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Author Topic: how does Iview Media Pro compare with Lightroom?  (Read 4630 times)
Riverman
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« on: January 30, 2007, 05:12:46 PM »
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Has anyone used both Iview Media Pro and Lightroom.  I have Iview Media Pro 3 and want to know if there would be any reason to go with Lightroom.  I must say I'm intrigued by Michael's Lightroom DVD tutorials.
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seanmcfoto
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« Reply #1 on: January 31, 2007, 04:49:16 AM »
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Has anyone used both Iview Media Pro and Lightroom.  I have Iview Media Pro 3 and want to know if there would be any reason to go with Lightroom.  I must say I'm intrigued by Michael's Lightroom DVD tutorials.
[a href=\"index.php?act=findpost&pid=98389\"][{POST_SNAPBACK}][/a]
First off, they are not the same Animal even.
iView is a fully fledged DAM with limited editing features, LR has a basic DAM inside and a fully fledged image processor.
It's worth spending the $12 and getting the overview to understand better than a writing a post can make you understand.
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Mark Graf
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« Reply #2 on: February 06, 2007, 10:13:28 AM »
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There is some overlap that would make someone want to consider using Lightroom for DAM.  Sure it isn't as fully featured as IVMP, but perhaps someone doesn't need all those features.

I bought IVMP a month or so ago, and realized I didn't demo it enough to determine how it would interact with my network stored images.   The performance is absolutely terrible, and there doesn't seem to be any fix on the horizon except when the new Microsoft branded app is released.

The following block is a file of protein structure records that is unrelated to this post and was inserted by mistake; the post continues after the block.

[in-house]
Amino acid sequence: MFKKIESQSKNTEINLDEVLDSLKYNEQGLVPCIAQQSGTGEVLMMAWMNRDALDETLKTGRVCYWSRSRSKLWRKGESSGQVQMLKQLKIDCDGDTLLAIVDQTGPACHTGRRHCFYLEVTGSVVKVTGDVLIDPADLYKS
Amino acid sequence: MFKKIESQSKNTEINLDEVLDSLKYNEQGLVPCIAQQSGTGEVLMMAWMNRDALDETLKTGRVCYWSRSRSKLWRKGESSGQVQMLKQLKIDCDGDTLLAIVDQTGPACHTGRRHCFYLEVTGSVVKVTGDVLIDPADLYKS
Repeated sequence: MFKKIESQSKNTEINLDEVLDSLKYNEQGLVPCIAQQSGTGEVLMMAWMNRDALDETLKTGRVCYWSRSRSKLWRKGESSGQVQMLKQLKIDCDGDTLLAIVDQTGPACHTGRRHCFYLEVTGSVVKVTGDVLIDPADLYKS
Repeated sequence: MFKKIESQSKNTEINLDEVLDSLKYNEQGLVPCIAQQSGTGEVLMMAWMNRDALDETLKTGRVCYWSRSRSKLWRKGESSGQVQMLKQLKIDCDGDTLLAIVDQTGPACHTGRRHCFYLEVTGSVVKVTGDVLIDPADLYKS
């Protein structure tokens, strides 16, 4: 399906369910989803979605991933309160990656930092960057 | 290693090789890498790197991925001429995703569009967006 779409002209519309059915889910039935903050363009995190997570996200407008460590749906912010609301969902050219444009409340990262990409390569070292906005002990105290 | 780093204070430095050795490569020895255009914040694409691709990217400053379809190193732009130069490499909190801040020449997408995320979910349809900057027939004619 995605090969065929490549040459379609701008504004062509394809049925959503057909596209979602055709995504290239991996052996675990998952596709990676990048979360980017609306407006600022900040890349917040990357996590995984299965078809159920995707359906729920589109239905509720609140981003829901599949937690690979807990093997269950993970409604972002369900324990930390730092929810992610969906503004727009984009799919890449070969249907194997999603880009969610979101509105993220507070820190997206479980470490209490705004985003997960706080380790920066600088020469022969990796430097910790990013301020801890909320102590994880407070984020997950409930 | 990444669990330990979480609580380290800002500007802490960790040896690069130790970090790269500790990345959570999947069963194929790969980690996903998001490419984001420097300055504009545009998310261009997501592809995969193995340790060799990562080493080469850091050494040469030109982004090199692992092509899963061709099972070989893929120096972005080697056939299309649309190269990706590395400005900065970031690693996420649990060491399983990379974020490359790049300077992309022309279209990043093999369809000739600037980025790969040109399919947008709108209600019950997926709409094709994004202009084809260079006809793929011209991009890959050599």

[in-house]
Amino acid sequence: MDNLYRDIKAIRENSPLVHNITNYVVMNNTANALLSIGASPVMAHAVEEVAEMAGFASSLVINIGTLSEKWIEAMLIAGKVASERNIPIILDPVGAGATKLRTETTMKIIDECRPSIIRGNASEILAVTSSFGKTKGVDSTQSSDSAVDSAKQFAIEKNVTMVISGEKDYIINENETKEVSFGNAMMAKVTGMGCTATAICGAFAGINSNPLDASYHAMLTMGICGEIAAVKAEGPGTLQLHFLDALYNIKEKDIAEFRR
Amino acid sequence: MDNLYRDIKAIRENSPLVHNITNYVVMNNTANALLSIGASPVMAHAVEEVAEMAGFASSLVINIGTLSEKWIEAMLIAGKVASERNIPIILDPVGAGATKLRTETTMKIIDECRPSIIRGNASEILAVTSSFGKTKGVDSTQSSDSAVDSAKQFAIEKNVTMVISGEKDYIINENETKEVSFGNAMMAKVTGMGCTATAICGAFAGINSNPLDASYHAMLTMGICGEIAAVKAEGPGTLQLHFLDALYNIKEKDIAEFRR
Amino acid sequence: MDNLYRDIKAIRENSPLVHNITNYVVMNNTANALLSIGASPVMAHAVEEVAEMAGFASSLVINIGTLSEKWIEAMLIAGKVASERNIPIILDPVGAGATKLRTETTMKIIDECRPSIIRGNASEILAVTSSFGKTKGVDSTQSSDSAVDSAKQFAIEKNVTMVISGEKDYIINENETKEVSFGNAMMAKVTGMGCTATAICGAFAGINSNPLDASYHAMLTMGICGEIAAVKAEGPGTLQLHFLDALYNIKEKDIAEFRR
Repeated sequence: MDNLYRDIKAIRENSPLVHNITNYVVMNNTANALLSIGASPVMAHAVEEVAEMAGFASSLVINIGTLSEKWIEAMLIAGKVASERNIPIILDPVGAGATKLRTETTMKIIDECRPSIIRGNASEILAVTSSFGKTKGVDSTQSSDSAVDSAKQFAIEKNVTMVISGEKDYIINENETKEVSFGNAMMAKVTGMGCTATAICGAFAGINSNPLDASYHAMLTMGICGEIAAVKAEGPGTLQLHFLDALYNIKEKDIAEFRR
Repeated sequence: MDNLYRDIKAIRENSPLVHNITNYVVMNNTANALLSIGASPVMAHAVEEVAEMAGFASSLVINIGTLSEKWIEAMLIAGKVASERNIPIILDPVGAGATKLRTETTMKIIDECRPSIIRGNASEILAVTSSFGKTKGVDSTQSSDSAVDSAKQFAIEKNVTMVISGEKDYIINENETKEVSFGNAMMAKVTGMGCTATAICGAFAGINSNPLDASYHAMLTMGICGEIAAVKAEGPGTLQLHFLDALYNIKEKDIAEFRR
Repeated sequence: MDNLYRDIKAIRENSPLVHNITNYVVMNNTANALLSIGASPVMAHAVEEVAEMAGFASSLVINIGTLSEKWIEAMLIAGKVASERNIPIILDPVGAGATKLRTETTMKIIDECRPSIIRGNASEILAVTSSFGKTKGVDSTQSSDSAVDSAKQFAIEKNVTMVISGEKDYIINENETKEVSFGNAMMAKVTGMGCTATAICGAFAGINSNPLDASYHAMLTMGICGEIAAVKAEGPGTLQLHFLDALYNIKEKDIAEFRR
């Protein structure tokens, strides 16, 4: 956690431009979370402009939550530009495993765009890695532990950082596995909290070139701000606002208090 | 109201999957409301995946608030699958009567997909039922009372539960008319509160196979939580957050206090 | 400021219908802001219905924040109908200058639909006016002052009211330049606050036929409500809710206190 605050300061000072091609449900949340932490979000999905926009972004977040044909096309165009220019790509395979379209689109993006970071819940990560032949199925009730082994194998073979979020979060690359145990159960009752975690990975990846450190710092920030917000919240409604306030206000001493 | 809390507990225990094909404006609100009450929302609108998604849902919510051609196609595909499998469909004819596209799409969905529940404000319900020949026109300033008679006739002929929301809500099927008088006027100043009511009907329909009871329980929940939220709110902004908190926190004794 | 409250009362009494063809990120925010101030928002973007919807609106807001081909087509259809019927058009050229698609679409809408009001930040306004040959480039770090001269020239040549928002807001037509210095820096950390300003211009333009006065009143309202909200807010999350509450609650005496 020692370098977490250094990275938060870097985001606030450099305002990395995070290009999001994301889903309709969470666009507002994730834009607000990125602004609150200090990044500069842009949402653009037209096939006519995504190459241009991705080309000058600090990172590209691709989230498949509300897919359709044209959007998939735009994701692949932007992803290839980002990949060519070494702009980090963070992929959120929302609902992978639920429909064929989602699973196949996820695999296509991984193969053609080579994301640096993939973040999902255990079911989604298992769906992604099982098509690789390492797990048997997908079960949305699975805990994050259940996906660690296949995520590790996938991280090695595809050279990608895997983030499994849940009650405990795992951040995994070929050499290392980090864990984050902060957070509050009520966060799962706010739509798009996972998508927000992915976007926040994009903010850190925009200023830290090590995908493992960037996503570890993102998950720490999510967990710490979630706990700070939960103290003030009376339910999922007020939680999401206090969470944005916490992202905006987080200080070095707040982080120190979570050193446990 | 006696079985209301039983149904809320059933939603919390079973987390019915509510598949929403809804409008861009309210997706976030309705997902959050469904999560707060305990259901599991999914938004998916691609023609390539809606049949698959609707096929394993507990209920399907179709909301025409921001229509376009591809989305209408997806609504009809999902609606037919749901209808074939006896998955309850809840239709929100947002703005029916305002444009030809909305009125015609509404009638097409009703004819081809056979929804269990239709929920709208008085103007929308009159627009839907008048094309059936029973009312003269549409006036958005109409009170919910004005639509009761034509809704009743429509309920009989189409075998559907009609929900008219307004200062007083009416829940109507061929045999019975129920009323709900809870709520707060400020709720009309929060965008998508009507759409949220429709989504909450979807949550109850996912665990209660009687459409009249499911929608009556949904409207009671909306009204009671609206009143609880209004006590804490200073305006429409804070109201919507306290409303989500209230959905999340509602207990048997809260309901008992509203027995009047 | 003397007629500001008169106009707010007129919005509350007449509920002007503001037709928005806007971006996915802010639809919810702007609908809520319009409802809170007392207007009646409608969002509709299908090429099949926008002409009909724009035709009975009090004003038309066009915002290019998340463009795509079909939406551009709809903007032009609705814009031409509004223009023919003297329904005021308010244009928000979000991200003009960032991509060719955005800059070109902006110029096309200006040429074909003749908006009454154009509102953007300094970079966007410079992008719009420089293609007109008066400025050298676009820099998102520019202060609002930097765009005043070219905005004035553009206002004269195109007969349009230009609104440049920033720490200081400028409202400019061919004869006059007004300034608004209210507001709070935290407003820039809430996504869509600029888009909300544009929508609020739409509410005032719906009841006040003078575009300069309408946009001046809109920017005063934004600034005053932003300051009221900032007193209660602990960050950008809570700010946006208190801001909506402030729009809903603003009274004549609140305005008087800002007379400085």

My limited trial of Lightroom B4.1 has much better performance with network stored images, but I have yet to import my full catalog.

So I am seriously considering using Lightroom as my DAM tool.  I really only need categories, sub-categories, labeling, rating, and keyword organization - Lightroom seems to offer all of that and more with the metadata browser.

Mark
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Nick Rains
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« Reply #3 on: February 06, 2007, 05:04:14 PM »
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I bought IVMP a month or so ago, and realized I didn't demo it enough to determine how it would interact with my network stored images.   The performance is absolutely terrible, and there doesn't seem to be any fix on the horizon except when the new Microsoft branded app is released.
[a href=\"index.php?act=findpost&pid=99462\"][{POST_SNAPBACK}][/a]

In what way is the performance'terrible' ?

I use IVMP as my core DAM and it is fine for images stored in other parts of a network, for me at least. Since IVMP works with a central DB of thumb images I'm not sure how network images can be a problem.
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Nick Rains
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« Reply #4 on: February 06, 2007, 08:20:01 PM »
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Has anyone used both Iview Media Pro and Lightroom.  I have Iview Media Pro 3 and want to know if there would be any reason to go with Lightroom.  I must say I'm intrigued by Michael's Lightroom DVD tutorials.
[a href=\"index.php?act=findpost&pid=98389\"][{POST_SNAPBACK}][/a]

Over the last two months or so I have trialled both Media Pro and Lightroom, as well as Aperture.  Originally I just used iPhoto to catalogue my photos but I grew out of that a long time ago!  Since then I have bumbled along using the file browser in Photoshop Elements 3.  As you can imagine, after that, Media Pro was like a breath of fresh air!

I don't understand how someone could find Media Pro slow.  Initially, I used it on a G3 iBook, then on a G4 Powerbook and I could not believe how quick it was.